Rating: 3.5 stars out of 5
Life hasn’t been easy for Aeley since she arrested her brother, and her role as a political leader leaves her feeling isolated and lonely. Days before her brother’s trial, she meets Lira, a quiet and modest scribe who makes Aeley want more than just a professional relationship. When she attends the trial and leaves with a marriage contract, Aeley doesn’t know what to do. She must choose one of two brothers, marrying into a family she doesn’t know.
Then she discovers that Lira is part of the same family-a sister to Aeley’s suitors and the family’s disgrace. And not at all opposed to an intimate relationship. Except random acts of violence against her people test Aeley’s ability as a leader, and a web of lies and deceit threaten not only her chance at happiness, but her life…
A Question of Counsel is one of my very first F/F books. I’ve never really liked books with female leads, no matter the genre, so I never thought to read a story with a lesbian couple. But my reading tastes have evolved over the years and the blurb sounded so tempting, I just had to give it a shot. And I’m glad I did.
I quite liked Aeley from the beginning. She’s a tough woman and definitely no damsel in distress, but she’s not perfect either. She drinks too much and can be a little grumpy at times. And she’s apparently not very good at flirting and courting women. She made me laugh a lot.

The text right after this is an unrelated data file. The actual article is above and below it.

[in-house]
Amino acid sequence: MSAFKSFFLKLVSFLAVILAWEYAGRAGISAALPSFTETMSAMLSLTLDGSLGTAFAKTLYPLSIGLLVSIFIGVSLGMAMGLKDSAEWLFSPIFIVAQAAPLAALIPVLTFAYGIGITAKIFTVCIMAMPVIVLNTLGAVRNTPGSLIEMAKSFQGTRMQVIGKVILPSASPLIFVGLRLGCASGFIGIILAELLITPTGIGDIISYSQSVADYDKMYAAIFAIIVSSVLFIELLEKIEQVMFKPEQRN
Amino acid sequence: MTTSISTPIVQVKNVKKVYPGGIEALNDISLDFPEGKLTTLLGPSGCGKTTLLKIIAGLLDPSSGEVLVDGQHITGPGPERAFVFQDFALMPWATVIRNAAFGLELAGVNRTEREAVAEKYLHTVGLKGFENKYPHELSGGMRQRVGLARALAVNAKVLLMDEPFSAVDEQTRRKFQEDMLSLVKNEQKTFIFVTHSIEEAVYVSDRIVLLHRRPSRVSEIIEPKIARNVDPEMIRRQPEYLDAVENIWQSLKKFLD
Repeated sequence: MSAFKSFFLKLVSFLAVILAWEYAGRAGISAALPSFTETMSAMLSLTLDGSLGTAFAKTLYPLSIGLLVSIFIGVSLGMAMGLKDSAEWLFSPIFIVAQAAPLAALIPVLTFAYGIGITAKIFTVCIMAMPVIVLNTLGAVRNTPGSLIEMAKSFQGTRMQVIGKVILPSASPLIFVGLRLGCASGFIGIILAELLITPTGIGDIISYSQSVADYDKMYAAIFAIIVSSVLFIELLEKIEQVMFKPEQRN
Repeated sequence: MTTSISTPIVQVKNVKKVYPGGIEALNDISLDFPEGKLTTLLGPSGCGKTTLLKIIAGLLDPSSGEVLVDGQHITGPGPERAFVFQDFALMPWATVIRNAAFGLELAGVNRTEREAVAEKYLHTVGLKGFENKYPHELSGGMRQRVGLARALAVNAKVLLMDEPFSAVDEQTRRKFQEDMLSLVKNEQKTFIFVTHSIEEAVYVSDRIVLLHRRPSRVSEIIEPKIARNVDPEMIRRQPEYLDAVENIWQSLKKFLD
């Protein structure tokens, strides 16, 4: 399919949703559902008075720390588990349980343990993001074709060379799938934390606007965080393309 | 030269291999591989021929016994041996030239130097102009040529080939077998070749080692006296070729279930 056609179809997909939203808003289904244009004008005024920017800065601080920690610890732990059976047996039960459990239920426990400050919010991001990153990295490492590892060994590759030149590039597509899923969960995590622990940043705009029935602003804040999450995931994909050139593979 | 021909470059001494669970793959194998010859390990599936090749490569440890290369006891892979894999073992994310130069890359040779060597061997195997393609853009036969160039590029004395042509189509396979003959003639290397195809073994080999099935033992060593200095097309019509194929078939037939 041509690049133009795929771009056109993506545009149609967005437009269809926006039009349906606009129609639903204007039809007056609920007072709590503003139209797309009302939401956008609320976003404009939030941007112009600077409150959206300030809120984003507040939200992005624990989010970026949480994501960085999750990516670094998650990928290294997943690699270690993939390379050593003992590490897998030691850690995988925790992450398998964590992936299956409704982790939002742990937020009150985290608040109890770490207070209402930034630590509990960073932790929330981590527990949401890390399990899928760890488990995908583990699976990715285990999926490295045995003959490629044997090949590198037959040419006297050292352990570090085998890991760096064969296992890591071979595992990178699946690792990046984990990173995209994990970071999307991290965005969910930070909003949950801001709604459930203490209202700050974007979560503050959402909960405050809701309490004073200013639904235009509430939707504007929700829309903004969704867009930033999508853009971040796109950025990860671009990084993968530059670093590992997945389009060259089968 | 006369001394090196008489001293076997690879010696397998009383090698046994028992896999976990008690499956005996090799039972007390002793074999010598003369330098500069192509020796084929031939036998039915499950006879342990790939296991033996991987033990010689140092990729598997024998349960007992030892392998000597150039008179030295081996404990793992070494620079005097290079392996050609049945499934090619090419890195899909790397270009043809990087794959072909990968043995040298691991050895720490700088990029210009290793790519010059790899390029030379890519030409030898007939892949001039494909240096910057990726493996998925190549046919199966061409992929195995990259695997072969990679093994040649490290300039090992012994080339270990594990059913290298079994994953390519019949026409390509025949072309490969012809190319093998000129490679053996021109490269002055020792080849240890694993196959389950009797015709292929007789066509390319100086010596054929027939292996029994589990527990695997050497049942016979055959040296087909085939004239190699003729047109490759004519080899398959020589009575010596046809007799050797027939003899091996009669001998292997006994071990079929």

I loved the flirtations and courtship between Aeley and Lira. Loved the sexual tension as well. And the one explicit sex scene we get was absolutely scorching hot.
While I liked both protagonists and the romance between them, the rest of the plot fell a bit short. The beginning starts right in the middle of things and I felt like I missed a prequel or something. I’d hoped there would be more explanations as the plot moves on, but I always felt a little lost. So much happened before the beginning of the book, it just left me with a big fat question mark.
Another issue I had with this book was the world building, or rather the lack thereof. Throughout the book, I was left wondering just what genre this book was trying to be. A sort of historical AU? Fantasy? Or something completely different? It had a historical feel to it, but there’s four Goddesses and homosexual relationships are perfectly normal. It just had me completely puzzled.
So while I enjoyed the romance part of the book, the rest was just confusing. Still, I did quite enjoy the book for the most part and there’s definitely potential for an interesting sequel.
While the cover by Natasha Snow looks pretty cool, it might give the wrong impression. There is no BDSM in this book. As long as you don’t take the blindfold too literally, it does fit the book, though.
Book details: ebook, 184 pages
Published May 27th 2015 by Less Than Three Pres